• Explore synergies and build partnerships with other NGO’s and government programs on common interests and activities. Partnerships are project-based, meaning they engage actively when specific projects are taking place that have a common relevance.
  • Act as a conduit for other organizations in reaching out to local populations, providing radio and other media coverage for their programs. Examples: climate change adaptation, community conservation banks.

Existing partners

  • Mali Hai Clubs: School conservation clubs located throughout the country, organized by the government, supported now by a private NGO. They can be a conduit for our school programs.
  • Ramat (Community Radio): A UNESCO-funded rural Massai radio program NGO located in Loliondo, adjacent to the Serengeti.
  • Tanzania National Parks (TANAPA): The national parks service, a government agency, with whom we plan our STEP and journalism programs.
  • Tanzania Journalists for Conservation: A registered Tanzanian association founded and funded by SPF, now functioning independently.
  • Media Council of Tanzania: An association of all media producers in Tanzania.

New Partnerships

In the coming five years, SPF will look for potential partnerships with the following organizations in order to find areas of common interest and activity:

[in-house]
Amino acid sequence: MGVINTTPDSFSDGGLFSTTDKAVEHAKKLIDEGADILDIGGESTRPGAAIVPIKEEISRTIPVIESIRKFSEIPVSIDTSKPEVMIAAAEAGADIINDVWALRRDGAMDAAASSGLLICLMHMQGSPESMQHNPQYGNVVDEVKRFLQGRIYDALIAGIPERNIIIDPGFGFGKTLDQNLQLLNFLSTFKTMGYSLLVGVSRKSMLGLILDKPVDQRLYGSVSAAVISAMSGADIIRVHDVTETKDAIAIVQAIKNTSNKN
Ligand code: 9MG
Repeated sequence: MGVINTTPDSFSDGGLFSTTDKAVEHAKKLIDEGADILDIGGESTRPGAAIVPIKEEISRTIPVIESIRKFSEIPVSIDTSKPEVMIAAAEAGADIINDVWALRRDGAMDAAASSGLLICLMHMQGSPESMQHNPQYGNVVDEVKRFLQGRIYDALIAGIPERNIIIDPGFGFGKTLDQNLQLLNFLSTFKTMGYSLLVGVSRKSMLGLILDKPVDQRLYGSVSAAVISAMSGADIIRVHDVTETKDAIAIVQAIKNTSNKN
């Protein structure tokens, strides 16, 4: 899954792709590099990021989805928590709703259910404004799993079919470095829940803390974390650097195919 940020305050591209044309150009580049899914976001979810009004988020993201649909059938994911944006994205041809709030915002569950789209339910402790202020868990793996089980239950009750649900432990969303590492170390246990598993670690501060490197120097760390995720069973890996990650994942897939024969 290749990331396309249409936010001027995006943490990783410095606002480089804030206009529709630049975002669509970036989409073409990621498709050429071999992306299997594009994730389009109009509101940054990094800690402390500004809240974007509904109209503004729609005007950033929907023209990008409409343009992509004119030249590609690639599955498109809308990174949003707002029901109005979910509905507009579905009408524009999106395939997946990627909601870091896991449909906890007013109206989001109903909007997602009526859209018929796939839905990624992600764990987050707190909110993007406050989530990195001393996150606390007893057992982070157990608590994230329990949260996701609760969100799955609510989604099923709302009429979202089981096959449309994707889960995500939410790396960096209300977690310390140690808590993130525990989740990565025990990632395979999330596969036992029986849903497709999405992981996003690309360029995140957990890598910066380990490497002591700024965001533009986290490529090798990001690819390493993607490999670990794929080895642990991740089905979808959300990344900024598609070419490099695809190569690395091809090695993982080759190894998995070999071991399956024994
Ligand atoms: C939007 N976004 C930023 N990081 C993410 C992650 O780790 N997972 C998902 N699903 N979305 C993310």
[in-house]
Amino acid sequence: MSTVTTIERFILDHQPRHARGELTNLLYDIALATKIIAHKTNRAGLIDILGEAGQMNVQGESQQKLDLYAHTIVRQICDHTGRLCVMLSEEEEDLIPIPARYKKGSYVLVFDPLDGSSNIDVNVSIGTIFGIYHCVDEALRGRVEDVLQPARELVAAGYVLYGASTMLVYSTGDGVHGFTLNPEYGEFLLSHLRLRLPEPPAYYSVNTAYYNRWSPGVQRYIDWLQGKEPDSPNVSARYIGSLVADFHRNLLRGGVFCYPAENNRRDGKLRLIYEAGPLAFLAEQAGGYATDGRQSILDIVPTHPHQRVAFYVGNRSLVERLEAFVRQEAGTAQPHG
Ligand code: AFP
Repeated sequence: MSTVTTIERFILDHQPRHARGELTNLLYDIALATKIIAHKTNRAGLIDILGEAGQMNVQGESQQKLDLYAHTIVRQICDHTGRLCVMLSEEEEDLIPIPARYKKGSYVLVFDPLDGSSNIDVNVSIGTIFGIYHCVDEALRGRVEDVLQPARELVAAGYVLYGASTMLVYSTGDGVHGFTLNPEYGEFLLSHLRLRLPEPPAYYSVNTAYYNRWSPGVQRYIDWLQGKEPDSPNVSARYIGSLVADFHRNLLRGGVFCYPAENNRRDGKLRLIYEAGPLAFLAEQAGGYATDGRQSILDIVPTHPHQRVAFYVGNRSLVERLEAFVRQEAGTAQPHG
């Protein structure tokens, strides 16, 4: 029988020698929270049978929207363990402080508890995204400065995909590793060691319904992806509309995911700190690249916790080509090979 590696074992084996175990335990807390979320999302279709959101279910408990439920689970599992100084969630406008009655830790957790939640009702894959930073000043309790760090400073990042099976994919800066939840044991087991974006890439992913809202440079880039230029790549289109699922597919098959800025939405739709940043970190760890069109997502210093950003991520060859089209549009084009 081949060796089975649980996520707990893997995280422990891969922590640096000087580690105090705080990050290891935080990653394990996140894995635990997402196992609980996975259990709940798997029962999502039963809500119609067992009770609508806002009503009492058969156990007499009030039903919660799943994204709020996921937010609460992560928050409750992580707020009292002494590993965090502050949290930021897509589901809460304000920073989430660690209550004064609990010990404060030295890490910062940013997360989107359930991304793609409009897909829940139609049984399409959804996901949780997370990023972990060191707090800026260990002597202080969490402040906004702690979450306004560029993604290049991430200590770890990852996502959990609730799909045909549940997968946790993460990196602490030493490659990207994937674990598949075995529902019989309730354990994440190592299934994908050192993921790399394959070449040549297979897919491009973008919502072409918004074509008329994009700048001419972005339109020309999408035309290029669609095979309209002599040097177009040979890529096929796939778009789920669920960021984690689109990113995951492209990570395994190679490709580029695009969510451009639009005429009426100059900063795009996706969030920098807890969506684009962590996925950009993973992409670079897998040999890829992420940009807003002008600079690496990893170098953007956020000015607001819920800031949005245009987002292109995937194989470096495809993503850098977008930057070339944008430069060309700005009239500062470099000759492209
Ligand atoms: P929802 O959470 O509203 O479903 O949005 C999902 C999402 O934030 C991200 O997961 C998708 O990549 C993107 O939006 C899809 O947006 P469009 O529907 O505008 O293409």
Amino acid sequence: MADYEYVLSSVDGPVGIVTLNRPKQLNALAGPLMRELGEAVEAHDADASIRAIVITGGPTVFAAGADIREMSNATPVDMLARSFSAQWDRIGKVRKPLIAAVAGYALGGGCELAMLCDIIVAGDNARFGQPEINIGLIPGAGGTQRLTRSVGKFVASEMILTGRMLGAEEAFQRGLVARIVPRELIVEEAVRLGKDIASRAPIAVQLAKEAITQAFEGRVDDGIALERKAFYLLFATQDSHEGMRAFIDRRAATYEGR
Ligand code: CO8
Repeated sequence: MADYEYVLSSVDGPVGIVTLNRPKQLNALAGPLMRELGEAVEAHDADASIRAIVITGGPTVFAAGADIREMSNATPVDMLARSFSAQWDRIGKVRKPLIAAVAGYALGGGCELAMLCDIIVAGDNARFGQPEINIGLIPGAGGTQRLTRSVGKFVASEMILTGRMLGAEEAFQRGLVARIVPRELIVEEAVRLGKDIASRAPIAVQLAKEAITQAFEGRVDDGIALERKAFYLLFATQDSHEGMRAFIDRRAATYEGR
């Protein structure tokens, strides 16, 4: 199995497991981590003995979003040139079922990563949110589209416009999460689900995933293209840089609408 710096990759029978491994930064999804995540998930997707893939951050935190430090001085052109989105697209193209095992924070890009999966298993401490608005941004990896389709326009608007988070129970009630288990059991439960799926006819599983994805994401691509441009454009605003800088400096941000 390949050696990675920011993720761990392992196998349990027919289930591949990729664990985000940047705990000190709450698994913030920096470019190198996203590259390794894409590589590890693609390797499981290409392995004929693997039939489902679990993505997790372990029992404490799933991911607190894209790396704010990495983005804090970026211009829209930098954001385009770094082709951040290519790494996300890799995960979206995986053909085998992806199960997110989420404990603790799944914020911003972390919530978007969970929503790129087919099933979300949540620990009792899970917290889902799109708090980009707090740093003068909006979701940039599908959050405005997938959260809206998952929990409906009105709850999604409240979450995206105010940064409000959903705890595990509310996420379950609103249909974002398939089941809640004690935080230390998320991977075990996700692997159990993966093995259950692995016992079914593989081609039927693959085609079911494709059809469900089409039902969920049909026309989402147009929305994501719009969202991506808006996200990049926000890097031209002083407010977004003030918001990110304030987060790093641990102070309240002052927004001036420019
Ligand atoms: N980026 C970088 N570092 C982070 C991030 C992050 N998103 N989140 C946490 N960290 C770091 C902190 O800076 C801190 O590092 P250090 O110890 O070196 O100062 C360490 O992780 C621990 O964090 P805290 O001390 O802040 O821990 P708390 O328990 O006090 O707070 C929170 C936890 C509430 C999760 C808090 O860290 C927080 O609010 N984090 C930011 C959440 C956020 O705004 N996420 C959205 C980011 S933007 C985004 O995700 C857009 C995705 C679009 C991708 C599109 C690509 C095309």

• African Network for Animal Welfare: A Kenya nonprofit that is active in education and outreach.
  • East African Wildlife Society: One of the premier NGO’s in Kenya with a long history of advocacy.
  • Oikos: A local NGO that addresses conservation of natural resources and environment.
  • Ngorongoro Conservation Authority (NCAA), started by government and now functioning as a semi-autonomous agency.
  • Tour Guide Society: A Tanzanian guide association. Guides are most frequently in the field and have information about conservation and tourism. They also have the best access to visitors and can communicate important conservation messaging.
  • Masai Mara Wildlife Conservancy (MMWCA): an organization of Maasai Conservancies in the Greater Mara in Kenya, working on many of the same issues as SPF.
  • Frankfurt Zoological Society: FZS is the leading NGO operating in the Serengeti National Park and has many areas of common interest and activity. We want to help them in their programs.